August 10, 2018
Albany, NY

Governor Cuomo Warns New Yorkers to Prepare For More Heavy Rainfall and Thunderstorms Through Tuesday

TOP Governor Cuomo Warns New Yorkers to Prepare For...

Isolated Flash Flooding Possible Especially in the Southern Tier, Mohawk Valley, Capital, Mid-Hudson Valley, and New York City Regions


Governor Andrew M. Cuomo today urged New Yorkers to prepare for continued wet weather and storms that will linger throughout the state through Tuesday. Showers and thunderstorms with locally heavy rain are expected this afternoon across parts of the Southern Tier, the southern portions of the Mohawk Valley and the Capital Region, and the Mid-Hudson Valley and New York City regions. Rainfall rates of 1 to 2 inches per hour are possible and will lead to areas of urban and poor drainage flooding. Isolated thunderstorms with very heavy downpours are possible Saturday, Sunday and Monday increased chances for thunderstorms Tuesday and Tuesday evening.


"As this summer storm system stalls over the northeast, New Yorkers should be mindful of the threat of flash flooding in already saturated areas throughout the state," Governor Cuomo said. "Take time to check the surroundings of your home, make sure emergency supplies are at the ready, and stay tuned to local forecasts throughout the weekend for weather updates."


Storms will move across the State today, and stall over southern and central New York. In southern areas of the state, including New York City and Long Island, numerous showers and scattered thunderstorms will move through, and there is the potential for locally torrential rain. These unsettled conditions will bring scattered showers and thunderstorms through the weekend. There is a potential that the heavier rainfall expected for southern New York will extend into Sunday. Monday and Tuesday will see a return of more widespread and persistent rainfall, with an increase in the shower and thunderstorm activity along and south of areas around I-90. This extended period of wet and stormy weather will lead to an increased chance for flooding and flash flooding, especially where there will be multiple thunderstorms moving over the same area, and in areas of urban and poor drainage. For a detailed list of weather watches and warnings visit the National Weather Service website.


Governor Cuomo offered the following safety tips to stay safe:


Stay Informed

At the Governor's direction New York State has recently improved the NY-Alert emergency alerting system.  NY-Alert warns citizens of critical information and emergencies and provides timely information to protect lives. Warnings and emergency information can be directed to a phone call, email, text message or fax. Visit for more information.


Flood Safety Tips


If traveling during heavy rain, please drive with care and keep these safety tips in mind:


  • DO NOT attempt to drive over a flooded road. Turn around and go another way.
  • DO NOT underestimate the destructive power of fast-moving water. Two feet of fast-moving flood water will float your car. Water moving at two miles per hour can sweep cars off a road or bridge.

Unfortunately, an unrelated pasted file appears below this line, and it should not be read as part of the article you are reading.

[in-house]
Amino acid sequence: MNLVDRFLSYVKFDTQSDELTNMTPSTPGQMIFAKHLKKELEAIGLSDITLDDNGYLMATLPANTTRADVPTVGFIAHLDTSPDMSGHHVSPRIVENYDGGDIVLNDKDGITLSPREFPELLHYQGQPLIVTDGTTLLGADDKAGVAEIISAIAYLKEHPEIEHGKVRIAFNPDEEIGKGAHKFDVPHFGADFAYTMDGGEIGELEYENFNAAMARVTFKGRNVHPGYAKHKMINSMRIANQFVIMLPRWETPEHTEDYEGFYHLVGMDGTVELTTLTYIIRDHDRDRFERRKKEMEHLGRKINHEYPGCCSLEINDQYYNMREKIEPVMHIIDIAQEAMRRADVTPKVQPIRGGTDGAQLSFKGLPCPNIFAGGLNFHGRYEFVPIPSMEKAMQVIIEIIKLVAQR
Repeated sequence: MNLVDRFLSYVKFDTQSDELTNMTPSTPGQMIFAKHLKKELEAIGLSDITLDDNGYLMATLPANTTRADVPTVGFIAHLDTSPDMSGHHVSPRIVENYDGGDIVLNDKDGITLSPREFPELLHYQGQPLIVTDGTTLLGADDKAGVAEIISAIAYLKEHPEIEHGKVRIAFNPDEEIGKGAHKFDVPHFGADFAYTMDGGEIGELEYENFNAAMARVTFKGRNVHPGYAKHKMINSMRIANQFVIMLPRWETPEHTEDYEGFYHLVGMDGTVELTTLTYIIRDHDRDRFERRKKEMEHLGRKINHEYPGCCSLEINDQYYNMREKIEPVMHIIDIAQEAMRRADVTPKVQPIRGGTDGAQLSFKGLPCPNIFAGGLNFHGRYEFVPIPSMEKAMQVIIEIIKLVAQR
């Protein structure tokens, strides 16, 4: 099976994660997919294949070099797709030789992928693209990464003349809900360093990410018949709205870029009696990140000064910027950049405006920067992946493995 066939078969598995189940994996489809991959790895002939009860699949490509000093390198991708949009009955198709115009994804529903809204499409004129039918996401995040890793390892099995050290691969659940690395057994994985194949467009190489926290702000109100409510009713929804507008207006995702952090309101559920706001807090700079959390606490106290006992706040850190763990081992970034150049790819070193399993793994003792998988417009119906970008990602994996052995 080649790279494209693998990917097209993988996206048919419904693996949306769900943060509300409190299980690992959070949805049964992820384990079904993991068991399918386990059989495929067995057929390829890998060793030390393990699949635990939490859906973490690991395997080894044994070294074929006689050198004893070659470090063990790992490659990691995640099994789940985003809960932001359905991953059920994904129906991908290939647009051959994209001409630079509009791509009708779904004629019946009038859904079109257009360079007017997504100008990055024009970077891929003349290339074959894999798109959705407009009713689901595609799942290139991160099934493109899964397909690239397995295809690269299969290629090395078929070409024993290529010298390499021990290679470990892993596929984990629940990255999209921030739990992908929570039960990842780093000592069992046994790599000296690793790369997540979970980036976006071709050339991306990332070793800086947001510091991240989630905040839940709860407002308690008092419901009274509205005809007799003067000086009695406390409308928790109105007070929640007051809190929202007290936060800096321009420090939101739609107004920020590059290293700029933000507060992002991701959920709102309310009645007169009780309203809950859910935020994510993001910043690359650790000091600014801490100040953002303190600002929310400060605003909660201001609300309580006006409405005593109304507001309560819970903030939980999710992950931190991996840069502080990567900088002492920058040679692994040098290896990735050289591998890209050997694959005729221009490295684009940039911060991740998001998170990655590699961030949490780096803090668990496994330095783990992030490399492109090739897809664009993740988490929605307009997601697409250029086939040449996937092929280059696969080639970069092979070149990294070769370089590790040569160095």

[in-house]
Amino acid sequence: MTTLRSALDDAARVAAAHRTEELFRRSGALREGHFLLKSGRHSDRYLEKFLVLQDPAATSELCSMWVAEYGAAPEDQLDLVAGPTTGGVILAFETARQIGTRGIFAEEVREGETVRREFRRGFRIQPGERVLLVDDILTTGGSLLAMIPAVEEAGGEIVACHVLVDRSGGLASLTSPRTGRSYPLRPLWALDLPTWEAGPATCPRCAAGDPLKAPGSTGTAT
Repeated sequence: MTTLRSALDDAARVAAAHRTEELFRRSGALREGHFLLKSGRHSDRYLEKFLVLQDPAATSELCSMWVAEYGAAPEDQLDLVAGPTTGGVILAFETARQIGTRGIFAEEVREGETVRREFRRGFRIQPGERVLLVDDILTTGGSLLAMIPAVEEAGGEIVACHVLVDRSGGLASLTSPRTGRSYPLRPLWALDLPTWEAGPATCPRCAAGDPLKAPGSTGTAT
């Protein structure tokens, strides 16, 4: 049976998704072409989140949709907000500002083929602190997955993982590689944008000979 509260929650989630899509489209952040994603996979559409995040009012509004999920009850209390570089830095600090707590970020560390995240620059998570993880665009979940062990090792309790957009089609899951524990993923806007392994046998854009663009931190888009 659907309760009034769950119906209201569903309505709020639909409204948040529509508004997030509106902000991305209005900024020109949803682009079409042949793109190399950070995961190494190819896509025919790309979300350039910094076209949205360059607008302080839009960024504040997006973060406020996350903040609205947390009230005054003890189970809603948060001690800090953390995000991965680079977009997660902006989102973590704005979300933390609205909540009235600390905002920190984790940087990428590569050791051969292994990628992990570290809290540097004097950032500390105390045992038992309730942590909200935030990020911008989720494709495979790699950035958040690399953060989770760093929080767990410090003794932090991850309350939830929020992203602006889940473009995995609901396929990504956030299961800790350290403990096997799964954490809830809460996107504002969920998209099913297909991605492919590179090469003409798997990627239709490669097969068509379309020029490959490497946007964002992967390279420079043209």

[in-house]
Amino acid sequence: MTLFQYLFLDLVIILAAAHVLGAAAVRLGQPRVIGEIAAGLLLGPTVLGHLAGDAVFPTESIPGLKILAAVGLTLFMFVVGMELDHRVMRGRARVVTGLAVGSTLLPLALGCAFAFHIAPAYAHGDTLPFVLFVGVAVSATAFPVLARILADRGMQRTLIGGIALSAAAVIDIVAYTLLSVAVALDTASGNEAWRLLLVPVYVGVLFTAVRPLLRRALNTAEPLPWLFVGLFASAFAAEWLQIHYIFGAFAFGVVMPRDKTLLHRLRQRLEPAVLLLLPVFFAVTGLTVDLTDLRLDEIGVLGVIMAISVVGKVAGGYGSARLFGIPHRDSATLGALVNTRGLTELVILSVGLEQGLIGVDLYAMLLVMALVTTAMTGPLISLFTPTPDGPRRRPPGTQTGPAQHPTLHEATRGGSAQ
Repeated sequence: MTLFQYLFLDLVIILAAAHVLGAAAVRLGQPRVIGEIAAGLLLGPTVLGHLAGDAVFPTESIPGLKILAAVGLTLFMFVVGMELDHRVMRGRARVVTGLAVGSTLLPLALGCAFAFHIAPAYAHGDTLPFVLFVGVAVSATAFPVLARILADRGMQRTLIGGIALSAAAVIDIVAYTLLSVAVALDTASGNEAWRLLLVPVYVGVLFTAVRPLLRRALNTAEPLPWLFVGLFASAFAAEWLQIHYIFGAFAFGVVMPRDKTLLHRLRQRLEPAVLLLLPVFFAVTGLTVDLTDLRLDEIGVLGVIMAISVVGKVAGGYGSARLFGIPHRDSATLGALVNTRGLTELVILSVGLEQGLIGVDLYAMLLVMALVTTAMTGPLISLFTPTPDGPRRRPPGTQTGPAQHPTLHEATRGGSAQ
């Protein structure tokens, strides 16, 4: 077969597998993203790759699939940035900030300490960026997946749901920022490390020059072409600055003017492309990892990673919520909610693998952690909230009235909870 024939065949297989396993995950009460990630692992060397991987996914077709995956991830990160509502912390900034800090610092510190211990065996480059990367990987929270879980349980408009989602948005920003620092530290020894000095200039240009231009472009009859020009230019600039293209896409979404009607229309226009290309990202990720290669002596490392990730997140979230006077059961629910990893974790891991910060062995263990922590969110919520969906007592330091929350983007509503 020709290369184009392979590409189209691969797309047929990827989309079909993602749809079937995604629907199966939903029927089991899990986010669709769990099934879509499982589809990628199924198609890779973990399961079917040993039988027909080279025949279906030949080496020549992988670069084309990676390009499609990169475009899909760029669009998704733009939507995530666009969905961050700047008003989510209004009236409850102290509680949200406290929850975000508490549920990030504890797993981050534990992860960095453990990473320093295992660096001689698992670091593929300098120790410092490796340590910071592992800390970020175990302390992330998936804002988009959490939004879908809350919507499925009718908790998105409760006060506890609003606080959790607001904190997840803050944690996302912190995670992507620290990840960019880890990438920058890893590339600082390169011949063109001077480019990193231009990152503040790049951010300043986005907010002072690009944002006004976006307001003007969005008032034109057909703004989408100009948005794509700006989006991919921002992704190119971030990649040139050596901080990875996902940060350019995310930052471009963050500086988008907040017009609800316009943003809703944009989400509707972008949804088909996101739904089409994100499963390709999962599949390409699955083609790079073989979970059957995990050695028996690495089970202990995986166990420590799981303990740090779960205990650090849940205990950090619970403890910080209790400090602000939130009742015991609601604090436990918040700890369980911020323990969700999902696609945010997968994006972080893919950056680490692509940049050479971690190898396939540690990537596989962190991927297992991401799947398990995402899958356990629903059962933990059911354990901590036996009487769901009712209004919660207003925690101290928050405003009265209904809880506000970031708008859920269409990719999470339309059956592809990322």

• Leave early to avoid being marooned on flooded roads.
  • Follow recommended routes. DO NOT ignore emergency detours to view flooded areas.
  • As you travel, monitor NOAA Weather Radio and local radio broadcasts for the latest information.
  • Watch for washed-out roads, earth-slides, broken water or sewer mains, loose or downed electrical wires, and falling or fallen objects.
  • Watch for areas where rivers or streams may suddenly rise and flood, such as highway dips, bridges, and low areas.
  • If you are in your car and water begins to rise rapidly around you, abandon the vehicle immediately. 


Prepare for flooding and severe weather


  • Know the county in which you live and the names of nearby cities. Severe weather warnings are issued on a county basis.
  • Learn the safest route from your home or business to high, safe ground should you have to leave in a hurry.
  • Develop and practice a 'family escape' plan and identify a meeting place if family members become separated.
  • Make an itemized list of all valuables including furnishings, clothing and other personal property. Keep the list in a safe place.
  • Stockpile emergency supplies of canned food, medicine and first aid supplies and drinking water. Store drinking water in clean, closed containers
  • Plan what to do with your pets.
  • Have a portable radio, flashlights, extra batteries and emergency cooking equipment available.
  • Keep your automobile fueled. If electric power is cut off, gasoline stations may not be able to pump fuel for several days. Have a small disaster supply kit in the trunk of your car.
  • Find out how many feet your property is above and below possible flood levels.
  • When predicted flood levels are broadcast, you can determine if you may be flooded.
  • Keep materials like sandbags, plywood, plastic sheeting and lumber handy for emergency water-proofing


Have disaster supplies on hand, including:


  • Flashlight and extra batteries
  • Battery-operated radio and extra batteries
  • First aid kit and manual
  • Emergency food and water
  • Non-electric can opener
  • Essential medicines
  • Checkbook, cash, credit cards, ATM cards


For more safety tips for all types of weather events, visit the DHSES website at

Contact the Governor's Press Office
Contact the Governor's Press Office